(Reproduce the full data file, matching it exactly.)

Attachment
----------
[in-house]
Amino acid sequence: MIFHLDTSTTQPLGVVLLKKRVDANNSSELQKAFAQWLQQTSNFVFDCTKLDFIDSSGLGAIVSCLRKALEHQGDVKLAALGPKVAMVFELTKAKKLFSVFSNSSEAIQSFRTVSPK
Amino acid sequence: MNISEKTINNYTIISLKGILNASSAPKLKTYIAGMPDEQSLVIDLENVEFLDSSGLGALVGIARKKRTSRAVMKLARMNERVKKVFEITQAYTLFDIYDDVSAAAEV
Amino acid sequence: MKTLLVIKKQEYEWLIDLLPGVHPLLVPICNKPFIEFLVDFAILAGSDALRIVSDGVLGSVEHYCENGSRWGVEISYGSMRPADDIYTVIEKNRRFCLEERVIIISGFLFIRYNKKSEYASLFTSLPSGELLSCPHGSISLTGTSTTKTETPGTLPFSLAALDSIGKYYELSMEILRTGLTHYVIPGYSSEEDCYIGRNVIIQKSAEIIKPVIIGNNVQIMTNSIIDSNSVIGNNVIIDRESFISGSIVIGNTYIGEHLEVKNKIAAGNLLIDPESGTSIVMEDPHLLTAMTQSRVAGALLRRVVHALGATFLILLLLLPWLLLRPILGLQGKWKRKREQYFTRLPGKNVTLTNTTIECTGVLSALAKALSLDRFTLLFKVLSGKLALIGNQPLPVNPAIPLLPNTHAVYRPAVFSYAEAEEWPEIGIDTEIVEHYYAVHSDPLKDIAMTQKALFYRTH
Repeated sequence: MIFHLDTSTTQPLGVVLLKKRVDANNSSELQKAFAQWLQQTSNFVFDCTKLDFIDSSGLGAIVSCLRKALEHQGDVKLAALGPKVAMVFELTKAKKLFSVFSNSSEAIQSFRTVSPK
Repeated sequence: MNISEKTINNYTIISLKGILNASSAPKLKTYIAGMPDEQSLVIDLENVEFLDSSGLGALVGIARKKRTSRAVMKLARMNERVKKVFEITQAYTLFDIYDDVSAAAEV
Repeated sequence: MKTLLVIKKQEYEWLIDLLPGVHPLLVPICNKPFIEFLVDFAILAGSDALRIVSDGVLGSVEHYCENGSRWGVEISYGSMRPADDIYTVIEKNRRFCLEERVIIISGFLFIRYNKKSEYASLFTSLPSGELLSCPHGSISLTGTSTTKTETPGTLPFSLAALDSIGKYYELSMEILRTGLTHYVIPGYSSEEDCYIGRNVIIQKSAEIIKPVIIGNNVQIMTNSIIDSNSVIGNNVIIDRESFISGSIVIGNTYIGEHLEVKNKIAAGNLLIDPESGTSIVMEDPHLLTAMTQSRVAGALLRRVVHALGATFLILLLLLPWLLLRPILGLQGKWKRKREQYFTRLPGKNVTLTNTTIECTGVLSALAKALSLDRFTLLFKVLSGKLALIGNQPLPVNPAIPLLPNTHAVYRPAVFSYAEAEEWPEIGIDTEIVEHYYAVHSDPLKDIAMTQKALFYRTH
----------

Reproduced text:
[in-house]
Amino acid sequence: MIFHLDTSTTQPLGVVLLKKRVDANNSSELQKAFAQWLQQTSNFVFDCTKLDFIDSSGLGAIVSCLRKALEHQGDVKLAALGPKVAMVFELTKAKKLFSVFSNSSEAIQSFRTVSPK
Amino acid sequence: MNISEKTINNYTIISLKGILNASSAPKLKTYIAGMPDEQSLVIDLENVEFLDSSGLGALVGIARKKRTSRAVMKLARMNERVKKVFEITQAYTLFDIYDDVSAAAEV
Amino acid sequence: MKTLLVIKKQEYEWLIDLLPGVHPLLVPICNKPFIEFLVDFAILAGSDALRIVSDGVLGSVEHYCENGSRWGVEISYGSMRPADDIYTVIEKNRRFCLEERVIIISGFLFIRYNKKSEYASLFTSLPSGELLSCPHGSISLTGTSTTKTETPGTLPFSLAALDSIGKYYELSMEILRTGLTHYVIPGYSSEEDCYIGRNVIIQKSAEIIKPVIIGNNVQIMTNSIIDSNSVIGNNVIIDRESFISGSIVIGNTYIGEHLEVKNKIAAGNLLIDPESGTSIVMEDPHLLTAMTQSRVAGALLRRVVHALGATFLILLLLLPWLLLRPILGLQGKWKRKREQYFTRLPGKNVTLTNTTIECTGVLSALAKALSLDRFTLLFKVLSGKLALIGNQPLPVNPAIPLLPNTHAVYRPAVFSYAEAEEWPEIGIDTEIVEHYYAVHSDPLKDIAMTQKALFYRTH
Repeated sequence: MIFHLDTSTTQPLGVVLLKKRVDANNSSELQKAFAQWLQQTSNFVFDCTKLDFIDSSGLGAIVSCLRKALEHQGDVKLAALGPKVAMVFELTKAKKLFSVFSNSSEAIQSFRTVSPK
Repeated sequence: MNISEKTINNYTIISLKGILNASSAPKLKTYIAGMPDEQSLVIDLENVEFLDSSGLGALVGIARKKRTSRAVMKLARMNERVKKVFEITQAYTLFDIYDDVSAAAEV
Repeated sequence: MKTLLVIKKQEYEWLIDLLPGVHPLLVPICNKPFIEFLVDFAILAGSDALRIVSDGVLGSVEHYCENGSRWGVEISYGSMRPADDIYTVIEKNRRFCLEERVIIISGFLFIRYNKKSEYASLFTSLPSGELLSCPHGSISLTGTSTTKTETPGTLPFSLAALDSIGKYYELSMEILRTGLTHYVIPGYSSEEDCYIGRNVIIQKSAEIIKPVIIGNNVQIMTNSIIDSNSVIGNNVIIDRESFISGSIVIGNTYIGEHLEVKNKIAAGNLLIDPESGTSIVMEDPHLLTAMTQSRVAGALLRRVVHALGATFLILLLLLPWLLLRPILGLQGKWKRKREQYFTRLPGKNVTLTNTTIECTGVLSALAKALSLDRFTLLFKVLSGKLALIGNQPLPVNPAIPLLPNTHAVYRPAVFSYAEAEEWPEIGIDTEIVEHYYAVHSDPLKDIAMTQKALFYRTH